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A Word about the Ministry of the Word

There is, says the prophet, a Famine in the land: the Famine of the Word.

A Word  about the Ministry of the Word

By Rev. Dr. Valson Thampu

These days our world is teeming with viruses. We are shut up; corona is at large. We are virus-obsessed. This is no good; and we need to relieve its gloom. Here are a few thoughts to that end.

There is widespread disenchantment with the pulpit ministry, which has come to be a thing different from the proclamation of the Good News. This disenchantment has peaked in Christian youths. But it is not limited to them.

Perhaps the very first thing to regard in this context is that the over-dependence on preachers is, in itself, an unhealthy thing. What is basic is building a personal relationship with the Word. Preaching could help in this, provided it is rooted in true discipleship fortified with a concern for the spiritual plight and needs of the people on the part of the preacher. Where regular personal engagement with the Word is absent among the people, the preaching of the Word becomes ritualistic and nominal. The scriptural apathy of the people spreads to the preacher!

Be that as it may, the question arises: how is one to read the Word? With what intent? To increase biblical knowledge? Or, to seek spiritual light to guide one’s life? Often I find that the expectation of the people from preachers is even below this rudimentary level of wanting to increase scriptural knowledge. The number of those who listen to preachers in order to be piously ‘pleased’ or emotionally ‘entertained’, is increasing. They expect sermons to be pleasing and soothing; a sort of sanctified anaesthetic. This popular expectation exerts silent but relentless pressure on preachers to become entertainers. Preaching becomes, willy-nilly, a performance, governed by its formulas and conventions, which include the employment of a stilted style and convoluted syntaxes meant to impress hearers. Spiritual meat for the soul is substituted with music for the ears. The effect of a sermon, as a result, becomes identical, say, to that of a music concert, or dance recital. It dies with the event. Nothing survives. No change happens, except that hearers become increasingly calloused through fruitless over-exposure. A film of familiarity covers the fire of the Word. Preaching of this kind –in which the preacher and his audiences are co-sinners- is a spiritual disservice. The Old Testament prophets were warned against this. Consider what God tells Ezekiel in this regard-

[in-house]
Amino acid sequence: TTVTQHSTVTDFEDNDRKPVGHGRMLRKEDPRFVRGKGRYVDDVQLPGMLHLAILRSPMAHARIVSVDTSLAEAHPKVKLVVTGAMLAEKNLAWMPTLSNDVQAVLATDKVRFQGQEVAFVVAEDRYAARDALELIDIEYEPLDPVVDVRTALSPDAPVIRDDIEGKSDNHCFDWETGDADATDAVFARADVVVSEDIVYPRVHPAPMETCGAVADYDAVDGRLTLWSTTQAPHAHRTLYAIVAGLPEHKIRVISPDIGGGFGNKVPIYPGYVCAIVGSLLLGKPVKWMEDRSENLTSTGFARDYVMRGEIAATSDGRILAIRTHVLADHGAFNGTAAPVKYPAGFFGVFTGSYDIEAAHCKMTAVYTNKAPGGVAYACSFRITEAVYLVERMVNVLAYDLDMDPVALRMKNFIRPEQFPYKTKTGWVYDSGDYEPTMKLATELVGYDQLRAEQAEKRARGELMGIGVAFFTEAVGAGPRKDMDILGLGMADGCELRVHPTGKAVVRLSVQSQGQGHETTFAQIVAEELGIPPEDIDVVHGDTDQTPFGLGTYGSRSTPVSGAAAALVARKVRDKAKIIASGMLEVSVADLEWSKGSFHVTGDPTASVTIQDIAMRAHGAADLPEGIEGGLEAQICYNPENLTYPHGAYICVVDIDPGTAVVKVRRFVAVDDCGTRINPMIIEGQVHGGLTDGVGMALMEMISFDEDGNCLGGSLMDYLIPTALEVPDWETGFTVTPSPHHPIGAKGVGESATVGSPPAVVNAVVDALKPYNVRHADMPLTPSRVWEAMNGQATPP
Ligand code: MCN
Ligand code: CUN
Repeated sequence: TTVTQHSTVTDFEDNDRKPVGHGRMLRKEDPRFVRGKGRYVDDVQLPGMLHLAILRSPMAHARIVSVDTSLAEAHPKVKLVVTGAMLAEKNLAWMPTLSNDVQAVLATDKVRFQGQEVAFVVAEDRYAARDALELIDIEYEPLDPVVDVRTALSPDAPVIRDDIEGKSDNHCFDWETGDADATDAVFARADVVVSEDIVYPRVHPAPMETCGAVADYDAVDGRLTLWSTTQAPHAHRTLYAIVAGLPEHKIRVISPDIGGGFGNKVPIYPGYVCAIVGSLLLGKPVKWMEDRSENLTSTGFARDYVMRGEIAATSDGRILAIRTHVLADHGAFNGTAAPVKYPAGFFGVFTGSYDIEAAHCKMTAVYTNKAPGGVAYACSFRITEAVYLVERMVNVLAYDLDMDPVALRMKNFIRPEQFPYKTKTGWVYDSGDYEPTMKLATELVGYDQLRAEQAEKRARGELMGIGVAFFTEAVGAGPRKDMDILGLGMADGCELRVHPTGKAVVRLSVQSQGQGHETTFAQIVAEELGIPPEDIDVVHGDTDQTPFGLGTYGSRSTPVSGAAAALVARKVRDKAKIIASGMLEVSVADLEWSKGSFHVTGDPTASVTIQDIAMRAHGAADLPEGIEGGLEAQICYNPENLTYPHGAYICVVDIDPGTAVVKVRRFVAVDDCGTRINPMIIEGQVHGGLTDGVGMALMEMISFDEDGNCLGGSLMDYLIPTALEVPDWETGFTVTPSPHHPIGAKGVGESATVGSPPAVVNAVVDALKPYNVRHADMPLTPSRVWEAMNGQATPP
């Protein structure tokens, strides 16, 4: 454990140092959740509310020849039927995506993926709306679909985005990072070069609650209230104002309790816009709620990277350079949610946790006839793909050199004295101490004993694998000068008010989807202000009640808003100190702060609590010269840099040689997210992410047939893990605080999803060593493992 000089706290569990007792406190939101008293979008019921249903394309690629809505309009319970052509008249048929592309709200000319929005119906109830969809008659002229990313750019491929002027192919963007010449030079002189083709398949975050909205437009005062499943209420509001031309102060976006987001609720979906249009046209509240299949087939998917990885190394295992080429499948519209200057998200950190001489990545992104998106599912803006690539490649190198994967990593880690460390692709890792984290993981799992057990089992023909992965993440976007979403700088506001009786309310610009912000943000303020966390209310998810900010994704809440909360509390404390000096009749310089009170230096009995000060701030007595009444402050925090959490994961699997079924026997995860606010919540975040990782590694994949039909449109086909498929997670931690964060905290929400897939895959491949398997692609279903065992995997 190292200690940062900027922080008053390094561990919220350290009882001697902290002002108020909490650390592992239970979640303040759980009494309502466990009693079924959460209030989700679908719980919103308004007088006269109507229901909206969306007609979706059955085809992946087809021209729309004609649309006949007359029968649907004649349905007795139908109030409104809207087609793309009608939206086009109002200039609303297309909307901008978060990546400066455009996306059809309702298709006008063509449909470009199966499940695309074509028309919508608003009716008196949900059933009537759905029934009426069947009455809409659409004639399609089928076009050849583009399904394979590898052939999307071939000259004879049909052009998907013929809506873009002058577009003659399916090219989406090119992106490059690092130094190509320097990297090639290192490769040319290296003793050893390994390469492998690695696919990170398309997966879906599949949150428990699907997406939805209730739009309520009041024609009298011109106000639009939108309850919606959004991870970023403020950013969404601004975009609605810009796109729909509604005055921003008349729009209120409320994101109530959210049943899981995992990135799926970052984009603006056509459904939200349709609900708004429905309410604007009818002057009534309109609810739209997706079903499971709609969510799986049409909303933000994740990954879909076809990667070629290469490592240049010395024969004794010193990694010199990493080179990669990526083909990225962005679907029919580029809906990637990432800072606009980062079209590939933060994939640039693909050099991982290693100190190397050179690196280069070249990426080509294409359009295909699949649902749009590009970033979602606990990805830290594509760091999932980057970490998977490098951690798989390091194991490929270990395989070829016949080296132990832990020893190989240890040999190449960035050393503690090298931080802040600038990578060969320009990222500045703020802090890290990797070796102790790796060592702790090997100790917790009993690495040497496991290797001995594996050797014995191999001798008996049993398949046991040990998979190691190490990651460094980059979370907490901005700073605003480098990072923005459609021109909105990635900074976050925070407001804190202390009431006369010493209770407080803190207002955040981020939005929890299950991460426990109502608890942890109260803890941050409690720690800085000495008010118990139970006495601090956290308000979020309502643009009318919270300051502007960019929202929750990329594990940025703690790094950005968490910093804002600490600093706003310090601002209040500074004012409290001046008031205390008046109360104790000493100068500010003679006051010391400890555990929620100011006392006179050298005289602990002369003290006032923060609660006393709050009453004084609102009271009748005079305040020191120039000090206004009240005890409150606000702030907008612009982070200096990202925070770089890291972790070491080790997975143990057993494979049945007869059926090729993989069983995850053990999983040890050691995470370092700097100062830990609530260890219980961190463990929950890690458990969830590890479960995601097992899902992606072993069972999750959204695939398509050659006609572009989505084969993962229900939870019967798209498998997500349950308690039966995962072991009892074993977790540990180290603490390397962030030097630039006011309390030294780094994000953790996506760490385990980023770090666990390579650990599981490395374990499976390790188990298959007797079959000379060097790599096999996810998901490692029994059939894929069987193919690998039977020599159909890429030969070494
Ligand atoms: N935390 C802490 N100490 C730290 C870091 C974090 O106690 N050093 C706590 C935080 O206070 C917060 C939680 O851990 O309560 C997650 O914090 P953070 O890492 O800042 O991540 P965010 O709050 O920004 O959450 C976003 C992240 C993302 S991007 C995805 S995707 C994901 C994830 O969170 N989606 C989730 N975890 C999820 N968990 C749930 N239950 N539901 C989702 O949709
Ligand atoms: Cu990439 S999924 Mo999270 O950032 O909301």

And lo, thou art unto them as a very lovely song of one that hath a pleasant voice, and can play well upon an instrument; for they hear thy words, and they do them not. (Ezek. 33:32)

The stark reality cannot be put better or clearer than this. Preaching that does not result in spiritual fruits is a mere performance. Such preachers belong to the same bracket as other entertainers like musicians, dancers etc. Well, that was what God told the prophet!

Here’s what St. Paul says on the purposiveness of the Word.

All scripture is given by inspiration of God, and is profitable for doctrine, for reproof, for correction, for instruction in righteousness: That the man of God may be perfect, thoroughly furnished unto all good works. (2Tim. 3: 16-17)